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Designing for Wildlife

As we construct new buildings or extend our existing buildings, we reduce the amount of natural habitat for wildlife, and this is only likely to worsen as demand for human habitation increases. We need to address how to retain or better still improve biodiversity before wildlife is made homeless in our cities – swifts for example are now on the national red list of conservation concern due to loss of habitat. Local and especially native wildlife is an important part of our ecosystem as well as adding to our wellbeing.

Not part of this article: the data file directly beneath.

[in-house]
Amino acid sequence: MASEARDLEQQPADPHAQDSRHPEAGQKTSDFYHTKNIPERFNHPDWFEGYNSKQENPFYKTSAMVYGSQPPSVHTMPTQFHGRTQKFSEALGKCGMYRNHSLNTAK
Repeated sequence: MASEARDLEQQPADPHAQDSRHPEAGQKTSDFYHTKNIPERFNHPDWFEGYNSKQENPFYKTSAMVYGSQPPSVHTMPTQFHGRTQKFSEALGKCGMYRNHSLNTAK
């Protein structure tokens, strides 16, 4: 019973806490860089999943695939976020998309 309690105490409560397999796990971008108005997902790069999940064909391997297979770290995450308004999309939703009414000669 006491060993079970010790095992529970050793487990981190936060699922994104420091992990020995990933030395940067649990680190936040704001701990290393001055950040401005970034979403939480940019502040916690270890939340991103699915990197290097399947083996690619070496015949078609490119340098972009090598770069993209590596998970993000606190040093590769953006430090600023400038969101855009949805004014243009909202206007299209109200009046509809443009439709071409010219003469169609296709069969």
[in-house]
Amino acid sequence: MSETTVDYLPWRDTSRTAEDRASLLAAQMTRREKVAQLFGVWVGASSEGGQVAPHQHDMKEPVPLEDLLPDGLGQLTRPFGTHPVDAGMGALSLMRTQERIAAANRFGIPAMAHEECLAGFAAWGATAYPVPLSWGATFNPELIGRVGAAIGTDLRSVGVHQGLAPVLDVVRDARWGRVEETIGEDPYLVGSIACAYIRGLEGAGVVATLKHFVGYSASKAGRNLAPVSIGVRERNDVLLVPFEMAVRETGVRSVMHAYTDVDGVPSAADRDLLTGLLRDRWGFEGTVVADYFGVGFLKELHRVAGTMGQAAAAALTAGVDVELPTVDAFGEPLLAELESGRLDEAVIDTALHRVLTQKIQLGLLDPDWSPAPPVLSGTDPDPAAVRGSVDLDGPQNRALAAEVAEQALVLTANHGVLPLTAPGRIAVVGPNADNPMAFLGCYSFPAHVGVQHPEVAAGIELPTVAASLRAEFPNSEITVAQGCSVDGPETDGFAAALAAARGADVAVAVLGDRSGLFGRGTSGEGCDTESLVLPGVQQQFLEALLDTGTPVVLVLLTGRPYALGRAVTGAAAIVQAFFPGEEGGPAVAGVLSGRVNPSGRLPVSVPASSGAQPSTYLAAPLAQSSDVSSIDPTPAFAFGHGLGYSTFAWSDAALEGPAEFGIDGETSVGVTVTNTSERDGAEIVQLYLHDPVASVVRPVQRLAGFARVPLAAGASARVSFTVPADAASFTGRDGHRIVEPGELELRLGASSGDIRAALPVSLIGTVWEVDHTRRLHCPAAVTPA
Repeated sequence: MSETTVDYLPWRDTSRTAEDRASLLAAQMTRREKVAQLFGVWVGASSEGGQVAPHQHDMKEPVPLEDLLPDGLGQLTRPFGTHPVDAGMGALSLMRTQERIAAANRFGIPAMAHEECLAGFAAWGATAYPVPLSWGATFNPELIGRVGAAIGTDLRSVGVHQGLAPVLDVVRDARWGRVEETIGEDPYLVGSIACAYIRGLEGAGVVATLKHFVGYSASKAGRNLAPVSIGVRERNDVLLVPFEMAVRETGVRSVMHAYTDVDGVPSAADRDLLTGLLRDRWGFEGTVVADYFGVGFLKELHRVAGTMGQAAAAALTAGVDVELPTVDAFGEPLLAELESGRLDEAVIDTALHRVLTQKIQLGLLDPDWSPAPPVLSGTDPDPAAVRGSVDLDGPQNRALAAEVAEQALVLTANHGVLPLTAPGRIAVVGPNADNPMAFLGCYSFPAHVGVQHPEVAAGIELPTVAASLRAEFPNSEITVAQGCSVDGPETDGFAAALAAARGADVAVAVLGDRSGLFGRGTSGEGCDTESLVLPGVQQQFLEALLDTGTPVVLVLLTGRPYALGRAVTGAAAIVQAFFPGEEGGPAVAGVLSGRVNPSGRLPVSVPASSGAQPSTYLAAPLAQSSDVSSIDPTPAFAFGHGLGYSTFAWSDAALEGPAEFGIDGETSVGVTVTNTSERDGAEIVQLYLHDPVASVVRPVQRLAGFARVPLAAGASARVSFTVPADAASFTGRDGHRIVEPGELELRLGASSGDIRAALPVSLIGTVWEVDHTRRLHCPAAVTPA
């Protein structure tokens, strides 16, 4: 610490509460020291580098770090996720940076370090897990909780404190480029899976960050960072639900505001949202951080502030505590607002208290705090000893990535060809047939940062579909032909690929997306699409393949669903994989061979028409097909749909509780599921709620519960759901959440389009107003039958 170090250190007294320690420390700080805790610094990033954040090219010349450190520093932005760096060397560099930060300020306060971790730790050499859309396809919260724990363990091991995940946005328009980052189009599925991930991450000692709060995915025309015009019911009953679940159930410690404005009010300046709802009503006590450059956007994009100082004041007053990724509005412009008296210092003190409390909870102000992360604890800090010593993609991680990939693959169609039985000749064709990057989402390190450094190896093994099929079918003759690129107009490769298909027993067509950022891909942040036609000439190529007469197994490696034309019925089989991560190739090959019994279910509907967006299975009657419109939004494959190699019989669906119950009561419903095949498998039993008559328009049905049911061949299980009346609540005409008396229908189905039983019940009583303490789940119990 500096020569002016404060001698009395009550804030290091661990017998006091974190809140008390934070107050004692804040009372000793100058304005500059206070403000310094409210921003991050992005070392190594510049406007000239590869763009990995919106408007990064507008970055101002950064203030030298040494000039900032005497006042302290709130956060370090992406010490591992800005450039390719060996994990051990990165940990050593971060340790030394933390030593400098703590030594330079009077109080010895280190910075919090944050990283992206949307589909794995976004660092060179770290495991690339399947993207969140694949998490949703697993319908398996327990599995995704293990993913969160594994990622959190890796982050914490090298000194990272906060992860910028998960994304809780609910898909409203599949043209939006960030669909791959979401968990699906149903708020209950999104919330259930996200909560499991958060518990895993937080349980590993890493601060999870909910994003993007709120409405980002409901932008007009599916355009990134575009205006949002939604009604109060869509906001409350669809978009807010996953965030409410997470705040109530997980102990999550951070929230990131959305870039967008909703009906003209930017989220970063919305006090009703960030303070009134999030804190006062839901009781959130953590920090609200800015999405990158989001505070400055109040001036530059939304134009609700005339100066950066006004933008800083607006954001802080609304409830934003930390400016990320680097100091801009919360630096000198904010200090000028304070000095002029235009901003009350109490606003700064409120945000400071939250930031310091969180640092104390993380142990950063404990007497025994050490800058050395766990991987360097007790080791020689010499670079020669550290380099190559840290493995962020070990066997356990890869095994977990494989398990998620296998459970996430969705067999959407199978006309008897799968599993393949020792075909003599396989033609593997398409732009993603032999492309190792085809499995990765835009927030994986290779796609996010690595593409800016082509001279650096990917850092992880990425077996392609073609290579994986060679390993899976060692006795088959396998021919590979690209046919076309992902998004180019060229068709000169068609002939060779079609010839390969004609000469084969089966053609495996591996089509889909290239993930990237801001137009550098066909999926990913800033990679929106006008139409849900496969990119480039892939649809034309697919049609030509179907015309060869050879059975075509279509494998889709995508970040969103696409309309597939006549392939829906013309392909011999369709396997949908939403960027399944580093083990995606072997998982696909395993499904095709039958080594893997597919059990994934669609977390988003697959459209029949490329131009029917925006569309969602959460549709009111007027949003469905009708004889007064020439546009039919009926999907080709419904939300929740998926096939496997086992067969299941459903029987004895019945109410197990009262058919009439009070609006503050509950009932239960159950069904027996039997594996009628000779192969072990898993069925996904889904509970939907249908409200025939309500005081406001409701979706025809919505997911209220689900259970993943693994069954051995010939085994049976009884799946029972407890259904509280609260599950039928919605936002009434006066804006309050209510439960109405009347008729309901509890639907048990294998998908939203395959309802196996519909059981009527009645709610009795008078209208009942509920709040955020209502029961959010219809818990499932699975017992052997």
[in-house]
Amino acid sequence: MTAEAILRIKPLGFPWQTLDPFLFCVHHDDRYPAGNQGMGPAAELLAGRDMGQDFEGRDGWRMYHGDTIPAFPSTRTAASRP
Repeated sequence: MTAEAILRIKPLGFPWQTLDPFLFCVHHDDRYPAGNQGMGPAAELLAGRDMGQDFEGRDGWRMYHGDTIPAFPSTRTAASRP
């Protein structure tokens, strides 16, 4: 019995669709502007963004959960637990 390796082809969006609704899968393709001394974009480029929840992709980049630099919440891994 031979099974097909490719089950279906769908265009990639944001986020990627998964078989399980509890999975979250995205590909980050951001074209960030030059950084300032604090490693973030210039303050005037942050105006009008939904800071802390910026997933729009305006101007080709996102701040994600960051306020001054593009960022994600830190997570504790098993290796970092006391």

It is relatively straightforward to provide low maintenance accommodation for native local wildlife in the form of ponds, bee bricks, boxes for bats and birds, insect hotels or a hedgehog home but it is important that this is coupled with providing them with sources of their natural food. Until recently, my near neighbours had several beehives on the roof of their four-story house! We might add a wildflower roof or living wall to the design of our home and plant in our garden species of flowers, herbs or fruit trees which will support the creatures for whom we have provided homes. If we can attract insects to our homes and gardens this will encourage an increase in the population of the birds that feed on them.